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Villages in the trossachs stirlingshire

Trossachs

The National park
Wilderness
Rebels and Poets
Villages
Waterfalls and Viewpoints
The Trossachs Trundler


Many of the communities throughout the Trossachs have ancient origins.  Many of them have adapted greatly through the centuries.  Town or village, bustling or secluded, each is a particular reflection of life in the Trossachs, past and present.  Almost all offer a choice of holiday accommodation and most offer interesting shopping for crafts, woollens and souvenirs and a choice of cafes, pubs and restaurants to enjoy.
Aberfoyle & Kinlochard
Southern gateway to the Trossachs, Aberfoyle nestles in the lee of the foothills marking the beginning of the Scottish Highlands.  To the south are the pastured lands of the Forth Valley to the north, the steeply dramatic Duke's Pass.  Shapely Ben Lomond draws the eye to the west, while a chain of shimmering lochs in lovely Strathard lead ultimately to the bonnie, bonnie banks of Loch Lomond.  Kinlochard is a quiet hamlet on the shores of Loch Ard, Aberfoyle a pleasant holiday village with plenty of amenities and not a little local character!
Aberfoyle even has deep associations with the 'Other World', as its one-time minister, the Reverend Robert Kirk, testified in his manuscript, 'The Secret Commonwealth of Elves, Fauns and Fairies'.  Aberfoyle is also the starting point for many walks and cycle routes, and site of the Trossachs Discovery Centre, a great place to find out more about the Trossachs.
Balquhidder
Last resting place of the fabled Rob Roy, this tiny hamlet, with neighbouring Kingshouse, lies amid the breath taking beauty of secluded Balquhidder Glen.  Overlooked by the steep-sided Braes of Balquhidder, which inspired the popular folk song, 'Will ye go, lassie go?'
Brig O'Turk
Close to the heart of the Trossachs, the hamlet of Brig O'Turk has around it beautiful Loch Venacher and Loch Achray, the magnificent craggy peaks of Ben Venue and Ben A'an and, cutting deep among the hills above, Glen Finglas once an important cattle droving route.  The curious name Brig O'Turk derives from the Gaelic Tuirc, meaning 'Wild Boar'.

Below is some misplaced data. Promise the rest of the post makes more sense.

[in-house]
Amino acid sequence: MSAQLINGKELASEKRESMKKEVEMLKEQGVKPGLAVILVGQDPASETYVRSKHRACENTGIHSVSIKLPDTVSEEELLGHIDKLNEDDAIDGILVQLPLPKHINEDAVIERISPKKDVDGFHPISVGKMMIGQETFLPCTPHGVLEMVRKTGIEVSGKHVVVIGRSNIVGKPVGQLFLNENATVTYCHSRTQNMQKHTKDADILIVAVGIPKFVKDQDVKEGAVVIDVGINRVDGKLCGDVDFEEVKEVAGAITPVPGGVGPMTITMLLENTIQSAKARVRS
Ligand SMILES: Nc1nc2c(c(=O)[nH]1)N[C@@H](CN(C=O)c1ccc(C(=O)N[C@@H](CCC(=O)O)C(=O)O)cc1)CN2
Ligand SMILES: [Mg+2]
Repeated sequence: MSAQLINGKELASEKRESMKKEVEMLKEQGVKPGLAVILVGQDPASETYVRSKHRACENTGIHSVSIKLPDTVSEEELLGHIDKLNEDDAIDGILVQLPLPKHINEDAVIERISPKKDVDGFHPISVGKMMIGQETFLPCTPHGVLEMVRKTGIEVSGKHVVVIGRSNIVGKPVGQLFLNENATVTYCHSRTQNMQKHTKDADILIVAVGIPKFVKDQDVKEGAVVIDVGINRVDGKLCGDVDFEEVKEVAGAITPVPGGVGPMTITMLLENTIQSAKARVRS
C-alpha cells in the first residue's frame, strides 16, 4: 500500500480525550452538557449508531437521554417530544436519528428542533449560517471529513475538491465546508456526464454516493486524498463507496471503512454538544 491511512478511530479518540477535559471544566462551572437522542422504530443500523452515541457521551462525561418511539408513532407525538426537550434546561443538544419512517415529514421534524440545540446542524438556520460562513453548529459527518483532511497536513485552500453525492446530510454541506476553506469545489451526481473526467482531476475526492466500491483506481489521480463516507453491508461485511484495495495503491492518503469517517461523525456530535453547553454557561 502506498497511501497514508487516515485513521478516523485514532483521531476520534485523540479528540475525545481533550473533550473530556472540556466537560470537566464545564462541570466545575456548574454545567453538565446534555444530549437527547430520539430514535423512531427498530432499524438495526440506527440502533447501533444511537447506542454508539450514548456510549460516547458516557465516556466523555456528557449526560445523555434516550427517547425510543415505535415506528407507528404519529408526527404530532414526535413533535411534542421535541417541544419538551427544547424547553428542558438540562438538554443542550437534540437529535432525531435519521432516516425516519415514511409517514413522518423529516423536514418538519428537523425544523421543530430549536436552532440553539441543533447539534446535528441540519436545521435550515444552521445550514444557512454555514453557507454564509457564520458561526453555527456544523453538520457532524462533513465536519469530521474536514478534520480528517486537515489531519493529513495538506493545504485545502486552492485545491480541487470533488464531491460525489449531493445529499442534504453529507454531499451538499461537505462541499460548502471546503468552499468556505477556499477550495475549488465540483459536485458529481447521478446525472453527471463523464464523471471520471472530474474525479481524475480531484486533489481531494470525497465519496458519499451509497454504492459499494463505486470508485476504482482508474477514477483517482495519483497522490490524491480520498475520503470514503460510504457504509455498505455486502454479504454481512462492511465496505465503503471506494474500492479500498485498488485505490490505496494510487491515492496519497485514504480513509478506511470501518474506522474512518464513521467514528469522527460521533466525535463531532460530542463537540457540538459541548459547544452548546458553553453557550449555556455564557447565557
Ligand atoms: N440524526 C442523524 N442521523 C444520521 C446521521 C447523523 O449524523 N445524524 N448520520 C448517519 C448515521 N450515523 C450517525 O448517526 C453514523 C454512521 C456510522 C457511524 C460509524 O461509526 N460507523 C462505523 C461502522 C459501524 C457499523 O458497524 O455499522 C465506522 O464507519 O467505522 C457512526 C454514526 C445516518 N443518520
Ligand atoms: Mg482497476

Callander
A major gateway to the Highlands, Callander is set beneath spectacular wooded crags, with stately Ben Ledi 'The Mountain of God' overlooking all.  This popular resort provides remarkable contrasts between the vibrant main street and, for example, the secluded wood walks beneath 'the Crags'.  Callander is renowned for its range of traditional and modern shops, many specialising in souvenirs and Scottish woolens, tartans and tweeds. The riverside Meadows make an ideal spot for relaxing just yards away from the compelling bustle of town.  Full sports facilities, including the hire of equipment, are available to visitors at the exciting new McLaren Sports Centre.
Doune
A traditionally styled farming village with some remarkable history.  Known in days gone by as a major venue for cattle markets, or 'trysts', Doune was also once a centre of small arms manufacture, 'Doune Pistols' being highly regarded.  Doune has several interesting antique and other shops all within easy walking distance of Doune Castle.  Nearby Doune Ponds Nature Reserve is host to an abundance of wildlife.
Gartmore
A small estate village on the fringes of the Queen Elizabeth Forest Park.  The elegant cone of Ben Lomond is particularly striking from here.
Port of Menteith
Standing by the shores of Scotland's only lake (said to be merely the result of a misunderstanding by an early map maker), Port of Menteith is a small village surrounded by fertile farmlands and overlooked by the Menteith Hills.  The Lake, besides its island priory, is also one of Scotland's most popular trout fisheries.
Strathyre
Overlooked by mountains on either side, Strathyre, from the Gaelic 'sheltered valley' has long been a focal point for visitors to the area.  Cattle drovers used it as a resting place, now holiday makers are attracted to the hills, forest walks and beautiful village setting.
Killin
Killin is a beautiful village situated north of Strathyre. It has a visitor centre, local shops and cafes, with mountain views as It's backdrop. A bridge spans the local river which to one side has impressive stepped falls where at the right time of year you can see salmon jump. To the other side is the Macnab clan burial yard - keys available from tourist information. The river used to operate a mill which now incorporates the visitor centre
Thornhill
A peaceful farming community amidst the fertile Carse of Stirling.  Once peatbog, painstakingly drained by the 'Moss Lairds', the area is now dubbed the 'hay basket of Scotland'.  Nearby remnants of Flanders Moss is an important wildlife habitat.  You can find out more from the information panels as you walk around Thornhill.